From the perspective of the conductor, Conduction is the art of ““environing”” —- the organization of surrounding things, conditions, or influences. My task as Conductor is to illustrate Conduction in the workshops or rehearsals. By observing the cultural, social, and historical potential in both the individual and the collective, we arrive at a specific momentary logic. This logic will organize itself into the structures and many substructures that (can) exist in a composition.

Jazz is my heritage, my condition, and my tradition. I have inherited it. I will carry it on. At the same time, I advocate for an ensemble of musicians from diverse traditions who share this common ground as servants to music. Our common goal is the extra dimension —- that point where all musicians create on equal footing.

This common ground is not as untested as it may seem. Indeed, Elliott Galkin, in his History of Orchestral Conducting, shows that Conduction and the classical tradition share the same roots. What I learned from this book, years into the development of Conduction, is that “chironomy” existed as far back as 1500 B.C., or even earlier. Galkin writes: “In its earliest applications…chironomy was intended to indicate the course and characteristics of melody through the use of specific spatial movements. In effect, it served as a substitute for notation. The gestures that were devised at that time constituted the earliest system of visual signs by which musical direction was achieved.”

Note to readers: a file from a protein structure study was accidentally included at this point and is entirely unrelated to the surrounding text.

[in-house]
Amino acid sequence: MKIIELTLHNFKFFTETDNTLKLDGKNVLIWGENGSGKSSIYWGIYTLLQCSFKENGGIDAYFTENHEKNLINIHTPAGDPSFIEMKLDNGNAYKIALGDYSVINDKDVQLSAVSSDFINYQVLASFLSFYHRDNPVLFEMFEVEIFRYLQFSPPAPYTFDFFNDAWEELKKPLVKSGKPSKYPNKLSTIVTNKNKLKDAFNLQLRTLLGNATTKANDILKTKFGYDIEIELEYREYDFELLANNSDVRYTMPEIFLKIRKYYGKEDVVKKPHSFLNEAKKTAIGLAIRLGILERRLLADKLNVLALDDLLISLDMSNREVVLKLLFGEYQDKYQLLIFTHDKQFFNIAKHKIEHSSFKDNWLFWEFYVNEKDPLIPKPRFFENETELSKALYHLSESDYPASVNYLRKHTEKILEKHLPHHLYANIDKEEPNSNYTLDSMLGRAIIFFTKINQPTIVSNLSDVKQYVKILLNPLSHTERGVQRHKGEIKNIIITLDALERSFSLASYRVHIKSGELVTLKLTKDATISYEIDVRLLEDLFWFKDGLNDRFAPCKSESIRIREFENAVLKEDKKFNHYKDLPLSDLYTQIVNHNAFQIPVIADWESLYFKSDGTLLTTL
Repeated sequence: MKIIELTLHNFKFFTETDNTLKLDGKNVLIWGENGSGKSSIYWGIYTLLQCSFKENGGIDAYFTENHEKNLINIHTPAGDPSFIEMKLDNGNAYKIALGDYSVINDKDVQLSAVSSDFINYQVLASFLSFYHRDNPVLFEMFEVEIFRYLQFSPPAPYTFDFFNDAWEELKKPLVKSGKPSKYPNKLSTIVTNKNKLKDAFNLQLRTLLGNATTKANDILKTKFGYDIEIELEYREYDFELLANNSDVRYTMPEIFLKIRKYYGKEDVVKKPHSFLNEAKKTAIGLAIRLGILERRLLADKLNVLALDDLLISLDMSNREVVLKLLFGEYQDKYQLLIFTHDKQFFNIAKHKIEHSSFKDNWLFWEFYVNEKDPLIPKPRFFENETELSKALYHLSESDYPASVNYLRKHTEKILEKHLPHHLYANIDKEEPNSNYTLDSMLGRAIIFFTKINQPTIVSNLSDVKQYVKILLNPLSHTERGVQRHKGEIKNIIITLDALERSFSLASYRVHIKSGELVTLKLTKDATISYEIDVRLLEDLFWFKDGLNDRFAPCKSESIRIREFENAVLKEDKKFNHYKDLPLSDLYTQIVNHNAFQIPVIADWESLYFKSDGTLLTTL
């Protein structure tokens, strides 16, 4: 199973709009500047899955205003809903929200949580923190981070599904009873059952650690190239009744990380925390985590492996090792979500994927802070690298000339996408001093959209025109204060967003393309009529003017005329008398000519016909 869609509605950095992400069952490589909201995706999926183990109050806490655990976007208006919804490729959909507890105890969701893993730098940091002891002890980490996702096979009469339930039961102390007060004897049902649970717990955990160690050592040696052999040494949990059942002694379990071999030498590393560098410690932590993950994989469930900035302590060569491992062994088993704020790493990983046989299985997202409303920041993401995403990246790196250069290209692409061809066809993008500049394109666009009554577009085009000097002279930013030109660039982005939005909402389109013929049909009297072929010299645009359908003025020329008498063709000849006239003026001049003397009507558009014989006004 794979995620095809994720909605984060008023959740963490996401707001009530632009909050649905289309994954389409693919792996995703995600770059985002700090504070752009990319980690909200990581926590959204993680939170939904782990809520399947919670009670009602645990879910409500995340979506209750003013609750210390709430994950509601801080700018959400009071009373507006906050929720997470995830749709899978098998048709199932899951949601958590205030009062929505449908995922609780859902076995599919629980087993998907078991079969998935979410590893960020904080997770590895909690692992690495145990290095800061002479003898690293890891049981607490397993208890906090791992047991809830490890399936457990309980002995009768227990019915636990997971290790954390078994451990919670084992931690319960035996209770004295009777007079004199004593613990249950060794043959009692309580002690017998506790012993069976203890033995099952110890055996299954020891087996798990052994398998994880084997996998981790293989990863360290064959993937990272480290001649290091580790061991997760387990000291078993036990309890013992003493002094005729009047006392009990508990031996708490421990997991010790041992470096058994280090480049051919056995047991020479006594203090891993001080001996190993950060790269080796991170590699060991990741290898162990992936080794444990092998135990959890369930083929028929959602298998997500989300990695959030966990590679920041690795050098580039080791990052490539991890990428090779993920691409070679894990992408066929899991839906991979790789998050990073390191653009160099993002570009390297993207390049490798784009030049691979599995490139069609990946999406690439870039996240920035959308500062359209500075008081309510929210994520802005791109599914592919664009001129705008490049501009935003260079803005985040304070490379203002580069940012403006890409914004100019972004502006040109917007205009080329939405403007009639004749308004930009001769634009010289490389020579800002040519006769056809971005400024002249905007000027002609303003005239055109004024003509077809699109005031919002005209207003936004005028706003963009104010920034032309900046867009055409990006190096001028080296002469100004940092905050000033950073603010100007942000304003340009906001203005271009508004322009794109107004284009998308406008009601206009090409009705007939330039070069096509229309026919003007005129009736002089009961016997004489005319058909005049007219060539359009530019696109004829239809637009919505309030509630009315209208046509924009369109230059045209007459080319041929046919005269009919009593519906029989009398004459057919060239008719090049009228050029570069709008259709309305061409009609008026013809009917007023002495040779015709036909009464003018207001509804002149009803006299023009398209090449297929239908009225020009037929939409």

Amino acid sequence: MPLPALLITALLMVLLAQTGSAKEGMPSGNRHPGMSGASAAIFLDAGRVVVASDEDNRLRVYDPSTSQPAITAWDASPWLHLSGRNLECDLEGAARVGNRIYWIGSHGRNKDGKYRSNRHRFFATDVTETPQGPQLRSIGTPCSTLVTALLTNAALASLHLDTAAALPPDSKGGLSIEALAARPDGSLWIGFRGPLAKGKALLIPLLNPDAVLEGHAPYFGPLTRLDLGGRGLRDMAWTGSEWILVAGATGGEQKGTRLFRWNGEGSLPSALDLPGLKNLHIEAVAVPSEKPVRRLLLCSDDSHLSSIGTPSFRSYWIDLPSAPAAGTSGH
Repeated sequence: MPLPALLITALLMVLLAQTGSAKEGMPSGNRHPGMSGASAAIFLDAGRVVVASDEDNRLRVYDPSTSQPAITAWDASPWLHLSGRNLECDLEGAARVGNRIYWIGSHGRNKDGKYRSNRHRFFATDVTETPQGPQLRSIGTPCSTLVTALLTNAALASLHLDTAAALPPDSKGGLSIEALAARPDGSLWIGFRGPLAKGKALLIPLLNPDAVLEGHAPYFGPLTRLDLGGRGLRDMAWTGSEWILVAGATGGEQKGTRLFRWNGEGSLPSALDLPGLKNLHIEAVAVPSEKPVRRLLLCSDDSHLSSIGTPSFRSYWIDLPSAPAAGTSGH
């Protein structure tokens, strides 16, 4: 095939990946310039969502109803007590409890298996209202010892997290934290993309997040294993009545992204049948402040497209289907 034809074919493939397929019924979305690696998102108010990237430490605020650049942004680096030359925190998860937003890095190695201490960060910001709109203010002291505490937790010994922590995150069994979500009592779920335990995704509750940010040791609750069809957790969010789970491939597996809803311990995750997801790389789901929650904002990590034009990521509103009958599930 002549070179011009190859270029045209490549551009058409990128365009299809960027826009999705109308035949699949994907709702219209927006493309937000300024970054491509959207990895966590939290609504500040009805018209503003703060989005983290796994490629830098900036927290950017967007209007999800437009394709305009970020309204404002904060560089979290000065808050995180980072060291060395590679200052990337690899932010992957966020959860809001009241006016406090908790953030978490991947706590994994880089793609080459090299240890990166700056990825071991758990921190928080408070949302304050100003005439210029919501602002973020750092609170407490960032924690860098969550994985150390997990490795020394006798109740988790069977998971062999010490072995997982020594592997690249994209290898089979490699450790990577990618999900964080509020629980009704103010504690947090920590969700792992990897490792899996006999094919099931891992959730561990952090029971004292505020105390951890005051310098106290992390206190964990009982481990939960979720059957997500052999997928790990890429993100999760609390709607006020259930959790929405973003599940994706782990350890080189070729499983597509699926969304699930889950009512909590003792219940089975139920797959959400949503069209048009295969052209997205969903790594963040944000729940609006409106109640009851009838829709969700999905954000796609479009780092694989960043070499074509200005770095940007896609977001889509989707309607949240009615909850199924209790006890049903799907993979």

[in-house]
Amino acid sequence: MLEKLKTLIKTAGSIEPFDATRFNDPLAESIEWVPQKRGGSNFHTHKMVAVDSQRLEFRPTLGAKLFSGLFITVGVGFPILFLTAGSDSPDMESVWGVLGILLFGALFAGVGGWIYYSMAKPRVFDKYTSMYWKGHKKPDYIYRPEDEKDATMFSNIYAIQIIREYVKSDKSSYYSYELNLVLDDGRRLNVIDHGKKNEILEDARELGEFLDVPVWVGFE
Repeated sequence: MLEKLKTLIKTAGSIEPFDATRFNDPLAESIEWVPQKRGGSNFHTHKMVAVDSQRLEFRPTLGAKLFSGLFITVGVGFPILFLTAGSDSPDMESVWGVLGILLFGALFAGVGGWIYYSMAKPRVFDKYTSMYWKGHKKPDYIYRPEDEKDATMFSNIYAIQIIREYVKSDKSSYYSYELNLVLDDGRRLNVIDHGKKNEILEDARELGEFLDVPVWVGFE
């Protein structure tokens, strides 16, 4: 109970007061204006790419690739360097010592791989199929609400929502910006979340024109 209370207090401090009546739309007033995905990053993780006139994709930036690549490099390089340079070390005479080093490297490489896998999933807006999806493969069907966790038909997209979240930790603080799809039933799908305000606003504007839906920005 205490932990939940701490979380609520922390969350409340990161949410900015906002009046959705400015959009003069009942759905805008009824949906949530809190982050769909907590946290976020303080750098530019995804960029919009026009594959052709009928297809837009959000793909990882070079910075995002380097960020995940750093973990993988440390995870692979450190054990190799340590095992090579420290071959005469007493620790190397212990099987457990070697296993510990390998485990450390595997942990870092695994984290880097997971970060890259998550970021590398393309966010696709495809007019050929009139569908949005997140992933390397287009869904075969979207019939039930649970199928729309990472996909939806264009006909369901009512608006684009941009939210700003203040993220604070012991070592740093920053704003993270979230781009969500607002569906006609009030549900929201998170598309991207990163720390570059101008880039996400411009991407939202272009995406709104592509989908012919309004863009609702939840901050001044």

Since the 1950’s, Lucas Foss (Improvisation Chamber Ensemble), Leonard Bernstein (Three Improvisations for Orchestra, Columbia Records LP 6133), Sun Ra, Frank Zappa, Earle Brown, Alan Silva, Doudou Ndiaye Rose, and Charles Moffett are but a few who have broken ground in this area, with more coming to the forefront in recent years.

After more than one hundred-eighty Conductions, I see only potential for Conduction, for music and for musicians and musicianship. When I began I could not imagine where the music and the musician are now with Conduction. But today, I can imagine light years into Conduction as idea, concept, and process…There are many more levels to be achieved.

By no means do I suggest Conduction as an alternative to existing musical-educational methods or styles. Rather, I see Conduction as an investigation of a new social-logic that can unite and enhance existing traditions and a neo-functionalist approach to ensemble music. More than ever, Conduction is a viable supplement for music, musician, and education. I offer this as my contribution to the extra dimension.”

more on butch and conduction HERE.

thank you, butch.

Notes

  1. degenerateartensemble posted this